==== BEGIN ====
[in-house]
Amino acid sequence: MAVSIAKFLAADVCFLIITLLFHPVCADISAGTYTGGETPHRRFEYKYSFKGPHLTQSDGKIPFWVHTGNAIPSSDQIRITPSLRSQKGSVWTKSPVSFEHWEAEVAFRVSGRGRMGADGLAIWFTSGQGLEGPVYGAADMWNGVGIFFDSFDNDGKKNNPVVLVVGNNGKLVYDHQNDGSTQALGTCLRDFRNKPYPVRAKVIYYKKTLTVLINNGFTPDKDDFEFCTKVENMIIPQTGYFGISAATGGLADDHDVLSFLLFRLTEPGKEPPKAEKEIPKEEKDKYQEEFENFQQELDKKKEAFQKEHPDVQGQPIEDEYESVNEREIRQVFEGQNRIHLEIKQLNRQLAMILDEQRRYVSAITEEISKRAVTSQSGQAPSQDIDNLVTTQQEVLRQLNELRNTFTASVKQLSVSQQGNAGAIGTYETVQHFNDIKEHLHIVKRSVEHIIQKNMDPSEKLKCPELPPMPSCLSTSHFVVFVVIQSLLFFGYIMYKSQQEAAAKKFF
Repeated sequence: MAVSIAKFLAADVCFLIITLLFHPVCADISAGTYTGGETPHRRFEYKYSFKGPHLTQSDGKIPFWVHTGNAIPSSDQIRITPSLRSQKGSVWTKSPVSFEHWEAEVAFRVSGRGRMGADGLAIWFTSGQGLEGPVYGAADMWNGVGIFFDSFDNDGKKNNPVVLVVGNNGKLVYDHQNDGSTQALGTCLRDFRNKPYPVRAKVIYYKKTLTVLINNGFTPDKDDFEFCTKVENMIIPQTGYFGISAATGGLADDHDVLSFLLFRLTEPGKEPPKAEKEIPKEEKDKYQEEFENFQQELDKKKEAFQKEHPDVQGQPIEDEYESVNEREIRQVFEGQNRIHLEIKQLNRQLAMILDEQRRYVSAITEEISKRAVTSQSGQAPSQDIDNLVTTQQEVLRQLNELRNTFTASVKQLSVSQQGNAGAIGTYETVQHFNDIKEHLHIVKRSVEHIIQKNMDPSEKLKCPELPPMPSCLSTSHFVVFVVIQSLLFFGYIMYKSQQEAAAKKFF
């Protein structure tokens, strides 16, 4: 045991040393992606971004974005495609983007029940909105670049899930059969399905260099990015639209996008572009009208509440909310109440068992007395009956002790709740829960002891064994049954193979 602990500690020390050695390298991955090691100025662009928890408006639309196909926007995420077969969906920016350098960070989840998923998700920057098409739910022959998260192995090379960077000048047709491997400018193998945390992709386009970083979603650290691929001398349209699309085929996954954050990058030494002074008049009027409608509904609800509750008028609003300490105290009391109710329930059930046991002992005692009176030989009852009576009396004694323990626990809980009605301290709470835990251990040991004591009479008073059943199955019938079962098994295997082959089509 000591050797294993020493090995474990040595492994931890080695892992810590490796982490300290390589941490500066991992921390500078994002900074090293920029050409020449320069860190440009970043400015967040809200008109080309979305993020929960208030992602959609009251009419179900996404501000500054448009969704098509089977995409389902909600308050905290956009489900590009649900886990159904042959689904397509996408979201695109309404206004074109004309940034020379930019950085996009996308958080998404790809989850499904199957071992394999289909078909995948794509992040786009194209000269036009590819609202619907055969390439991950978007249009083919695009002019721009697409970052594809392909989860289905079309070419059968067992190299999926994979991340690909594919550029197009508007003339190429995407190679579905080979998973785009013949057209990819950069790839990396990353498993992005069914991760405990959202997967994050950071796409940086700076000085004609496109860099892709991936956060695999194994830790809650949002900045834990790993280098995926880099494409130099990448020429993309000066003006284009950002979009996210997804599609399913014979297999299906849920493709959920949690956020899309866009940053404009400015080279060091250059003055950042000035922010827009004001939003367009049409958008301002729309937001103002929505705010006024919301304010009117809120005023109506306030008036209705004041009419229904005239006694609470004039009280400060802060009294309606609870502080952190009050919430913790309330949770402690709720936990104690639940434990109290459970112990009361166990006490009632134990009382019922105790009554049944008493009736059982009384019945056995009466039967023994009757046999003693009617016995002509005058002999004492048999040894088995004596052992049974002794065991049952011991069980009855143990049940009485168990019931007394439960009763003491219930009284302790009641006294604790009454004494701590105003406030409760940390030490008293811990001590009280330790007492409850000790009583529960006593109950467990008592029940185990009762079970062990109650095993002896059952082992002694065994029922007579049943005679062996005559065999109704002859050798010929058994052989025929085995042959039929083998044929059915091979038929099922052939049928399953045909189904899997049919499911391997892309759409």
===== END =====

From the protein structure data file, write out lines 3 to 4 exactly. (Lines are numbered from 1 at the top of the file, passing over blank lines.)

Repeated sequence: MAVSIAKFLAADVCFLIITLLFHPVCADISAGTYTGGETPHRRFEYKYSFKGPHLTQSDGKIPFWVHTGNAIPSSDQIRITPSLRSQKGSVWTKSPVSFEHWEAEVAFRVSGRGRMGADGLAIWFTSGQGLEGPVYGAADMWNGVGIFFDSFDNDGKKNNPVVLVVGNNGKLVYDHQNDGSTQALGTCLRDFRNKPYPVRAKVIYYKKTLTVLINNGFTPDKDDFEFCTKVENMIIPQTGYFGISAATGGLADDHDVLSFLLFRLTEPGKEPPKAEKEIPKEEKDKYQEEFENFQQELDKKKEAFQKEHPDVQGQPIEDEYESVNEREIRQVFEGQNRIHLEIKQLNRQLAMILDEQRRYVSAITEEISKRAVTSQSGQAPSQDIDNLVTTQQEVLRQLNELRNTFTASVKQLSVSQQGNAGAIGTYETVQHFNDIKEHLHIVKRSVEHIIQKNMDPSEKLKCPELPPMPSCLSTSHFVVFVVIQSLLFFGYIMYKSQQEAAAKKFF
């Protein structure tokens, strides 16, 4: 045991040393992606971004974005495609983007029940909105670049899930059969399905260099990015639209996008572009009208509440909310109440068992007395009956002790709740829960002891064994049954193979 602990500690020390050695390298991955090691100025662009928890408006639309196909926007995420077969969906920016350098960070989840998923998700920057098409739910022959998260192995090379960077000048047709491997400018193998945390992709386009970083979603650290691929001398349209699309085929996954954050990058030494002074008049009027409608509904609800509750008028609003300490105290009391109710329930059930046991002992005692009176030989009852009576009396004694323990626990809980009605301290709470835990251990040991004591009479008073059943199955019938079962098994295997082959089509 000591050797294993020493090995474990040595492994931890080695892992810590490796982490300290390589941490500066991992921390500078994002900074090293920029050409020449320069860190440009970043400015967040809200008109080309979305993020929960208030992602959609009251009419179900996404501000500054448009969704098509089977995409389902909600308050905290956009489900590009649900886990159904042959689904397509996408979201695109309404206004074109004309940034020379930019950085996009996308958080998404790809989850499904199957071992394999289909078909995948794509992040786009194209000269036009590819609202619907055969390439991950978007249009083919695009002019721009697409970052594809392909989860289905079309070419059968067992190299999926994979991340690909594919550029197009508007003339190429995407190679579905080979998973785009013949057209990819950069790839990396990353498993992005069914991760405990959202997967994050950071796409940086700076000085004609496109860099892709991936956060695999194994830790809650949002900045834990790993280098995926880099494409130099990448020429993309000066003006284009950002979009996210997804599609399913014979297999299906849920493709959920949690956020899309866009940053404009400015080279060091250059003055950042000035922010827009004001939003367009049409958008301002729309937001103002929505705010006024919301304010009117809120005023109506306030008036209705004041009419229904005239006694609470004039009280400060802060009294309606609870502080952190009050919430913790309330949770402690709720936990104690639940434990109290459970112990009361166990006490009632134990009382019922105790009554049944008493009736059982009384019945056995009466039967023994009757046999003693009617016995002509005058002999004492048999040894088995004596052992049974002794065991049952011991069980009855143990049940009485168990019931007394439960009763003491219930009284302790009641006294604790009454004494701590105003406030409760940390030490008293811990001590009280330790007492409850000790009583529960006593109950467990008592029940185990009762079970062990109650095993002896059952082992002694065994029922007579049943005679062996005559065999109704002859050798010929058994052989025929085995042959039929083998044929059915091979038929099922052939049928399953045909189904899997049919499911391997892309759409």